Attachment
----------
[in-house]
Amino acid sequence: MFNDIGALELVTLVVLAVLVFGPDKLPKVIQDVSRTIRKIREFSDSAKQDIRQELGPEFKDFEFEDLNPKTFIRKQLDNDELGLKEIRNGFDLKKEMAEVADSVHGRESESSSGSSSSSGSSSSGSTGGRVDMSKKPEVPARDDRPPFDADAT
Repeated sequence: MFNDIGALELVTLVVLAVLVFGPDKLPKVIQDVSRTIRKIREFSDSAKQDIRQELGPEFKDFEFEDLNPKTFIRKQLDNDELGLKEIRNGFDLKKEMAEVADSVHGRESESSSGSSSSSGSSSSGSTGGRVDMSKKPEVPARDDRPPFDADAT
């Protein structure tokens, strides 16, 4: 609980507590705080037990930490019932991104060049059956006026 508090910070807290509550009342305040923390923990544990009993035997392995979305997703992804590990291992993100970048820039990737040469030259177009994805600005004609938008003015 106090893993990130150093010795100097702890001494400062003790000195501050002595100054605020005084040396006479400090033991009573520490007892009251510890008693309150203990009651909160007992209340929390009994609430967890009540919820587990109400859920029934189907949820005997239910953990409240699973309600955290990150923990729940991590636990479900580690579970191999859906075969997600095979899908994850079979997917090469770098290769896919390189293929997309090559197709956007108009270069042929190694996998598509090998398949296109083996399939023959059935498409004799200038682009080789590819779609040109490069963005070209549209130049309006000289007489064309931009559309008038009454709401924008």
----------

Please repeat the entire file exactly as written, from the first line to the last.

[in-house]
Amino acid sequence: MFNDIGALELVTLVVLAVLVFGPDKLPKVIQDVSRTIRKIREFSDSAKQDIRQELGPEFKDFEFEDLNPKTFIRKQLDNDELGLKEIRNGFDLKKEMAEVADSVHGRESESSSGSSSSSGSSSSGSTGGRVDMSKKPEVPARDDRPPFDADAT
Repeated sequence: MFNDIGALELVTLVVLAVLVFGPDKLPKVIQDVSRTIRKIREFSDSAKQDIRQELGPEFKDFEFEDLNPKTFIRKQLDNDELGLKEIRNGFDLKKEMAEVADSVHGRESESSSGSSSSSGSSSSGSTGGRVDMSKKPEVPARDDRPPFDADAT
């Protein structure tokens, strides 16, 4: 609980507590705080037990930490019932991104060049059956006026 508090910070807290509550009342305040923390923990544990009993035997392995979305997703992804590990291992993100970048820039990737040469030259177009994805600005004609938008003015 106090893993990130150093010795100097702890001494400062003790000195501050002595100054605020005084040396006479400090033991009573520490007892009251510890008693309150203990009651909160007992209340929390009994609430967890009540919820587990109400859920029934189907949820005997239910953990409240699973309600955290990150923990729940991590636990479900580690579970191999859906075969997600095979899908994850079979997917090469770098290769896919390189293929997309090559197709956007108009270069042929190694996998598509090998398949296109083996399939023959059935498409004799200038682009080789590819779609040109490069963005070209549209130049309006000289007489064309931009559309008038009454709401924008």